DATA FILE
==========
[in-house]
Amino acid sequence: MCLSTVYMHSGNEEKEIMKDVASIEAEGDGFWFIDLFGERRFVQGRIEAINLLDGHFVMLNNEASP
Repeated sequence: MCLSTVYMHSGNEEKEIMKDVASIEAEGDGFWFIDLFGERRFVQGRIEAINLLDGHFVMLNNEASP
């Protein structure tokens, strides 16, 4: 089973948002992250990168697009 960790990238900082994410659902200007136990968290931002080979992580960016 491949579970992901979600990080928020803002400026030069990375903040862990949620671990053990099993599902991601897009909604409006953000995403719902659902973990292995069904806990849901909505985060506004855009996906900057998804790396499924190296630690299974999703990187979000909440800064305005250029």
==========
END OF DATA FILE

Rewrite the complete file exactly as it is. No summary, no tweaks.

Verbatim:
[in-house]
Amino acid sequence: MCLSTVYMHSGNEEKEIMKDVASIEAEGDGFWFIDLFGERRFVQGRIEAINLLDGHFVMLNNEASP
Repeated sequence: MCLSTVYMHSGNEEKEIMKDVASIEAEGDGFWFIDLFGERRFVQGRIEAINLLDGHFVMLNNEASP
């Protein structure tokens, strides 16, 4: 089973948002992250990168697009 960790990238900082994410659902200007136990968290931002080979992580960016 491949579970992901979600990080928020803002400026030069990375903040862990949620671990053990099993599902991601897009909604409006953000995403719902659902973990292995069904806990849901909505985060506004855009996906900057998804790396499924190296630690299974999703990187979000909440800064305005250029």